1797. Mary Wollstonecraft by John Opie                                     1797. Portrait of Mary Wollstonecraft by John Opie

All in all, she had received a sophisticated, the least to say,  an unusual education for a girl at the time. Her father described her at fifteen as ‘singularly bold, somewhat imperious, and active of mind. Her desire of knowledge is great, and her perseverance in everything she undertakes almost invincible.‘ Still, Mary’s childhood had a dark side too. Firstly, she was aware that no matter how innocent she may be now, she had caused her mother death, and this thought seemed never to have left her. Secondly, her father remarried in 1802 to Mary Jane Clairmont who brought her own two children into the marriage. Mary never got along with her stepmother.

1775-1800. A Welsh Sunset River Landscape by Paul Sandby, showing rather better weather than most 'sublime' landscapes1775-1800. A Welsh Sunset River Landscape by Paul Sandby, showing rather better weather than most ‘sublime’ landscapes

Lonely and isolated, young Mary could often be found reading by her mother’s grave, relishing in the tranquility, in the behold of her mother’s spirit. She also liked to daydream, escaping the difficulties of reality into a world of imagination. It was during her two stays in Scotland in the summer of 1812 and 1813 that her imaginings turned into profound stories. Namely, Mary stayed with the family or a radical thinker William Baxter in Scotland, where she revelled in the magnificent landscapes and in the companionship of his four daughters. Mary later recalled: ‘I wrote then—but in a most common-place style. It was beneath the trees of the grounds belonging to our house, or on the bleak sides of the woodless mountains near, that my true compositions, the airy flights of my imagination, were born and fostered.

1819. Portrait of Shelley by Alfred Clint1840. mary shelley

Portraits of Percy Shelley (1819) and Mary Shelley (1840)

Indeed, Mary was familiar with many philosophers of the time through her father, but one lad, one passionate, eloquent and rebellious young poet had caught her eye – Percy Bysshe Shelley. On 5 May 1814 Percy visited Godwin’s bookshop in London’s East End in hopes of meeting Mary; a lady he had previously heard of, but had never laid his eyes on. He had just been expelled from Oxford for an independent mind is a dangerous thing, and, bored with his wife Harriet, he sought for a more intellectual female companionship. Percy first befriended Godwin with promises of financial help, but later snatched his darling Mary from his arms. Seems like this was a lose-lose situation for Gowdin for he could have known better; never trust a young man’s promises.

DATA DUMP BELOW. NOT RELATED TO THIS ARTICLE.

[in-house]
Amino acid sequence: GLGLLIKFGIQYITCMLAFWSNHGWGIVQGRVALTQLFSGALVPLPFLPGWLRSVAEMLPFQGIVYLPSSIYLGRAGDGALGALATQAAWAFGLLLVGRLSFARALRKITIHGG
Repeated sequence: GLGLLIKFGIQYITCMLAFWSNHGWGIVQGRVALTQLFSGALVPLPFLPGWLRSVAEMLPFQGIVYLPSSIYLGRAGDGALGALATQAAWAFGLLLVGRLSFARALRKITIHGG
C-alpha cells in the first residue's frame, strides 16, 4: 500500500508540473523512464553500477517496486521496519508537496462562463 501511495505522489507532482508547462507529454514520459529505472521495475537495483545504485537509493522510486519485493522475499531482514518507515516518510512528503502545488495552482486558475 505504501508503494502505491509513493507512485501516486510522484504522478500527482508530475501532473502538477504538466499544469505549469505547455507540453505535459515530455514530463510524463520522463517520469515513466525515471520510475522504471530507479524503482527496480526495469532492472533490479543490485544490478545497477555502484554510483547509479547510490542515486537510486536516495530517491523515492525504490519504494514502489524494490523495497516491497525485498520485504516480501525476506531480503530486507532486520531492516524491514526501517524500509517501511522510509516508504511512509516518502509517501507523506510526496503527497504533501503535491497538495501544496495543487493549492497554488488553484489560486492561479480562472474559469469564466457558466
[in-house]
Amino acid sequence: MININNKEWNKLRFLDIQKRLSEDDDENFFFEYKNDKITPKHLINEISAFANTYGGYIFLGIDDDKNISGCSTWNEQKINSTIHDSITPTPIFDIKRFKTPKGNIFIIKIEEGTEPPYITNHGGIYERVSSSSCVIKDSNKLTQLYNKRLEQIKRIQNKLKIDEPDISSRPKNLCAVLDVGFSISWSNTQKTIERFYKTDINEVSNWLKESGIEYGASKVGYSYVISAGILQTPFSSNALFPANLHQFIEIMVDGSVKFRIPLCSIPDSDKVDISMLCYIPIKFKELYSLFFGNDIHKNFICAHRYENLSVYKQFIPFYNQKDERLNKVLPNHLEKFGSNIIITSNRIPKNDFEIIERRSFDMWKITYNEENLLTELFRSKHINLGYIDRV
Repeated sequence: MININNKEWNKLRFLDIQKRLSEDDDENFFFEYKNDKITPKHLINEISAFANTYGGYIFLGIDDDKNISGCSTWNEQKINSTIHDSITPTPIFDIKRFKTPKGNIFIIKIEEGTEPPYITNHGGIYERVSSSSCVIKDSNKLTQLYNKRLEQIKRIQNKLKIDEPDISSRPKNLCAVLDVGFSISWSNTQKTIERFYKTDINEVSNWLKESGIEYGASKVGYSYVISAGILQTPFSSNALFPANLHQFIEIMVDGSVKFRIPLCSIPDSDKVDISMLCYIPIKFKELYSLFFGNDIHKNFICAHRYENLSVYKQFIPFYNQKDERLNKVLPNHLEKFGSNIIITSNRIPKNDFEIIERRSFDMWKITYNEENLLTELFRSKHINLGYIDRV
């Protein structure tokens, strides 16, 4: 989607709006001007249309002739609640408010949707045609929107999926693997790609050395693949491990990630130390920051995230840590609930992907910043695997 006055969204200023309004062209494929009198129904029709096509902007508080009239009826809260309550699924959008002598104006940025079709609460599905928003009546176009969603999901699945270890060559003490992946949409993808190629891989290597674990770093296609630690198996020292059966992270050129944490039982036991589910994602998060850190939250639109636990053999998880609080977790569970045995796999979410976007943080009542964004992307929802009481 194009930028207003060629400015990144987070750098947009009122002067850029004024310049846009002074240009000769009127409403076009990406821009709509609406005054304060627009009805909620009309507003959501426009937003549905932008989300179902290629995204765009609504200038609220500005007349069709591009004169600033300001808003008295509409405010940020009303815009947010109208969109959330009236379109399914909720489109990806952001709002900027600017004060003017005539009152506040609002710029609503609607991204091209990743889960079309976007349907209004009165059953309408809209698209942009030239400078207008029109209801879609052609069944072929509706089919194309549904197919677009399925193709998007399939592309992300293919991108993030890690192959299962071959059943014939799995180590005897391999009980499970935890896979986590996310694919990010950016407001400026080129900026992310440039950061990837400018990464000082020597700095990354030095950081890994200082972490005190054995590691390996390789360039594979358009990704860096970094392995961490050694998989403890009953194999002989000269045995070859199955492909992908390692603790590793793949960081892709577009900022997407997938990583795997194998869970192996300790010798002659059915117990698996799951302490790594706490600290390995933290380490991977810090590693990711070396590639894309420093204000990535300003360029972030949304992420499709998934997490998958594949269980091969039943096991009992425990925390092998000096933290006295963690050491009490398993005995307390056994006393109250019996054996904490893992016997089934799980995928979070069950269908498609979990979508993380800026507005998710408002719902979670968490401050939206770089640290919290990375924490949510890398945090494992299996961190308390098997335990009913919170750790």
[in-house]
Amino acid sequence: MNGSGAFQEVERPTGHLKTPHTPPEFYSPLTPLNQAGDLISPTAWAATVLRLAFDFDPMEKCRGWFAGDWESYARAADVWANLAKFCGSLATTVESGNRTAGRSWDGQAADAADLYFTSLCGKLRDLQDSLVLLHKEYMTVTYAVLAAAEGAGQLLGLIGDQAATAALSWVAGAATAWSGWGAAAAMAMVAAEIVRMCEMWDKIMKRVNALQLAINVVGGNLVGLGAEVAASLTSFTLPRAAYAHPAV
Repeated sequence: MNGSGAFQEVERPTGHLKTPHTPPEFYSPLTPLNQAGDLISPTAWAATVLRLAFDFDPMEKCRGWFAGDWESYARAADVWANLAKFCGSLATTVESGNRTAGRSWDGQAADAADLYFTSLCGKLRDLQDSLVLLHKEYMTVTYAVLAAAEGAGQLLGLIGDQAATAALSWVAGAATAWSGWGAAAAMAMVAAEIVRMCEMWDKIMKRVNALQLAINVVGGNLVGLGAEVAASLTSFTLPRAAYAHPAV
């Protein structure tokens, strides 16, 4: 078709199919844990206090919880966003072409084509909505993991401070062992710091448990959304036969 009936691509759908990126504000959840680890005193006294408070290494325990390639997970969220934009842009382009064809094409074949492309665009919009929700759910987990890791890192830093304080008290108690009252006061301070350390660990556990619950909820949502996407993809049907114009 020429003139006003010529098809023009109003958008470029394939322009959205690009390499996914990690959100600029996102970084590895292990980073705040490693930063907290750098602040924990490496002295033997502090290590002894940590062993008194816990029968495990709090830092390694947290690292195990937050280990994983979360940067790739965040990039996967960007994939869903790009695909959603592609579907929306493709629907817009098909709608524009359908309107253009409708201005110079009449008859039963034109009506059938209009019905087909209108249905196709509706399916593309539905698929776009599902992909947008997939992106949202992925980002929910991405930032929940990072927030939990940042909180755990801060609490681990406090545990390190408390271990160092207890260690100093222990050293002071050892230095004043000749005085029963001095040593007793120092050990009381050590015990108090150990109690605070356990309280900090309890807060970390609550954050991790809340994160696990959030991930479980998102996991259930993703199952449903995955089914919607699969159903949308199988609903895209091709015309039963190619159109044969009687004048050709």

Godwin–Shelley family treeGodwin-Shelley Family Tree

Percy Bysshe Shelley was an exciting adventure and a passionate love that Mary had so anxiously expected. A vegetarian, an advocate of free love, and a man married to Harriet Westbrook with whom he had eloped only three years earlier. ‘The son of a man of fortune in Sussex‘ and ‘heir by entail to an estate of 6,000 £ per an‘ was how he informed Godwin, and offered himself as a devoted disciple. Still, Percy had difficulties gaining access to money until he inherited his estate because his family disapproved of his engagements in projects of ‘political justice’. His inability or unwillingness to pay off Godwin’s debts infuriated Godwin. The subsequent elopement with Mary served only to deepen Godwin’s sense of betrayal.

Harriet Westbrook, who was the passionate love of his life merely a year ago, had by now bored him to death. He accused her of marrying him for money, and abandoned both her and their daughter Elizabeth Ianthe (born in June 1813) before their second child was born. Harriet was devastated.

1827. On 26 June 1814, Mary Godwin declared her love for Percy Shelley at Mary Wollstonecraft's graveside in the cemetery of St Pancras Old ChurchCemetary of St Pancras Old Church in central London

The church was restored in c.1850, and after. I visited late in a winter afternoon and it felt lonely, separated from city life; the atmosphere was curiously quiet, almost countryside.‘ (source)

St Pancras Old Church 2St Pancras Old Church today

Percy’s affection towards Mary blossomed and he lavished her with attention, joyful that he had finally found a lady intellectually equal to him. They soon began meeting each other secretly at Mary Wollstonecraft’s grave in St Pancras Churchyard. London has greatly changed since Romantic era and St Pancras Church was, in those times, an isolated place; an oasis of tranquility by the River Fleet. On 26 June 1814 Mary declared her love for Percy Shelley at her mother’s graveside, under a starlit sky. Tombs glistening in the moonlight witnessed the endearments the two lovers whispered through the night.

Mary was nearly seventeen, and Percy nearly twenty two. William Godwin disapproved their relationship and Mary was confused. She could not apprehend her father’s worries for she saw both Percy and their love affair as the embodiment of her parents’ liberal ideas of the 1790s. Despite being a good daughter, Mary rebelled against her father’s advice and continues the love affair of her life.

Shelley's travels in 1816Map showing Shelley and Byron’s travels in 1814 and 1816

On 28 July 1814, the couple eloped to France, taking Claire Clairmont, Mary’s stepsister, with them. Mary’s older half-sister, eighteen year old Fanny Imlay was left behind, to her great dismay, for she too had fallen in love with Percy. While traveling, the trio amused themselves by reading, mostly works of Shakespeare, Rousseau and Mary Wollstonecraft. They also kept a joint journal, and continued writing works of their own. Traveling by donkey, mule, carriage, and foot through a a France recently ravaged by war, brought them to Switzerland.